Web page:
FDA Faces Challenges Overseeing the Foreign Drug Manufacturing Supply Chain
GAO-11-936T, Sep 14, 2011
Globalization has placed increasing demands on the Food and Drug Administration (FDA) in ensuring the safety and effectiveness of drugs marketed in the United States. The pharmaceutical industry has increasingly relied on global supply chains in which each manufacturing step may be outsourced to foreign establishments. As part of its efforts, FDA may conduct inspections of foreign drug manufacturing establishments, but there are concerns that the complexity of the drug manufacturing supply chain and the volume of imported drugs has created regulatory challenges for FDA. FDA has begun taking steps to address some of these concerns, such as the establishment of overseas offices. This statement discusses (1) FDA's inspection of foreign drug manufacturing establishments, (2) the information FDA has on these establishments, and (3) recent FDA initiatives to improve its oversight of the supply chain. The statement presents findings based primarily on GAO reports since 2008 related to FDA's oversight of the supply chain. These reports include Food and Drug Administration: Overseas Offices Have Taken Steps to Help Ensure Import Safety, but More Long-Term Planning Is Needed (GAO-10-960, Sept. 30, 2010) and Drug Safety: FDA Has Conducted More Foreign Inspections and Begun to Improve Its Information on Foreign Establishments, but More Progress Is Needed (GAO-10-961, Sept. 30, 2010). GAO supplemented this prior work with updated information obtained from FDA in August and September 2011.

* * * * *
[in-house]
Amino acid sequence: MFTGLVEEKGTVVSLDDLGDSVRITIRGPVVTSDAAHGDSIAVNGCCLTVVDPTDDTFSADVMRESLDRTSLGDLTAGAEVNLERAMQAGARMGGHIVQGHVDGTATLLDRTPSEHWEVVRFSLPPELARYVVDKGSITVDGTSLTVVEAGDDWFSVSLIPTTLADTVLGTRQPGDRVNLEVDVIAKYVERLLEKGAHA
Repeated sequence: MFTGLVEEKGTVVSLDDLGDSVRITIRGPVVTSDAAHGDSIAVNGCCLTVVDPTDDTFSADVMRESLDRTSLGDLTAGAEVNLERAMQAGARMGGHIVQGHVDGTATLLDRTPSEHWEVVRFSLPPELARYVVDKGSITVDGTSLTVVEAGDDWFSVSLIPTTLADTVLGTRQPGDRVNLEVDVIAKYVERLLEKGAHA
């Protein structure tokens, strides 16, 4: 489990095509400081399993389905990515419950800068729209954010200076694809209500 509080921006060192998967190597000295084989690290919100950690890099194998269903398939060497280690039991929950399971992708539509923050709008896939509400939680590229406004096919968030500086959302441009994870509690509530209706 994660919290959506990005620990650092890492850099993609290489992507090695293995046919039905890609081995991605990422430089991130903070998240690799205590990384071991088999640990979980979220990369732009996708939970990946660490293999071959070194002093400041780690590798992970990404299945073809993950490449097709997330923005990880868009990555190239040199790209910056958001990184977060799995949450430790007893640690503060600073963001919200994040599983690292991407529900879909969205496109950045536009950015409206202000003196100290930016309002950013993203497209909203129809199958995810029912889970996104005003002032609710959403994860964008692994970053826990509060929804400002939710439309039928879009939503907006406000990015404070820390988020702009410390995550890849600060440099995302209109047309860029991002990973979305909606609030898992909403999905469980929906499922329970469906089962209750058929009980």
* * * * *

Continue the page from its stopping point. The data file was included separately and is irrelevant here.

Inspections of foreign drug manufacturers are an important element of FDA's oversight of the supply chain, but GAO's prior work showed that FDA conducts relatively few such inspections. In 2008, GAO reported that in fiscal year 2007 FDA inspected 8 percent of foreign establishments subject to inspection and estimated that, at that rate, it would take FDA about 13 years to inspect all such establishments. GAO recommended that FDA increase the number of foreign inspections it conducts at a frequency comparable to domestic establishments with similar characteristics. FDA subsequently increased the number of foreign establishment inspections. FDA's inspection efforts in fiscal year 2009 represent a 27 percent increase in the number of inspections it conducted, when compared to fiscal year 2007--424 and 333 inspections, respectively. However, FDA officials acknowledged that FDA is far from achieving foreign drug inspection rates comparable to domestic inspection rates--the agency inspected 1,015 domestic establishments in fiscal year 2009. Also, the types of inspections FDA conducts generally do not include all parts of the drug supply chain. Conducting inspections abroad also continues to pose unique challenges for the agency. For example, FDA faces limits on its ability to require foreign establishments to allow it to inspect their facilities. Furthermore, logistical issues preclude FDA from conducting unannounced inspections, as it does for domestic establishments. GAO previously reported that FDA lacked complete and accurate information on foreign drug manufacturing establishments--information critical to understanding the supply chain. In 2008, GAO reported that FDA databases contained incorrect information about foreign establishments and did not contain an accurate count of foreign establishments manufacturing drugs for the U.S. market. FDA's lack of information hampers its ability to inspect foreign establishments. GAO recommended that FDA address these deficiencies. FDA has taken steps to do so, but has not yet fully addressed GAO's concerns. Given the difficulties that FDA has faced in inspecting and obtaining information on foreign drug manufacturers, and recognizing that more inspections alone are not sufficient to meet the challenges posed by globalization, the agency has begun to implement other initiatives to improve its oversight of the drug supply chain. FDA's overseas offices have engaged in a variety of activities to help ensure the safety of imported products, such as training foreign stakeholders to help enhance their understanding of FDA regulations. GAO recommended that FDA enhance its strategic and workforce planning, which FDA agreed it would do. FDA has also taken other positive steps, such as developing initiatives that would assist its oversight of products at the border, although these are not yet fully implemented. Finally, FDA officials identified statutory changes that FDA believes it needs to help improve its oversight of drugs manufactured in foreign establishments. For example, in place of the current requirement that FDA inspect domestic establishments every 2 years, officials indicated the agency would benefit from a risk-based inspection process with flexibility to determine the frequency with which both foreign and domestic establishments are inspected. In light of the growing dependence upon drugs manufactured abroad and the potential for harm, FDA needs to act quickly to implement changes across a range of activities in order to better assure the safety and availability of drugs for the U.S. market.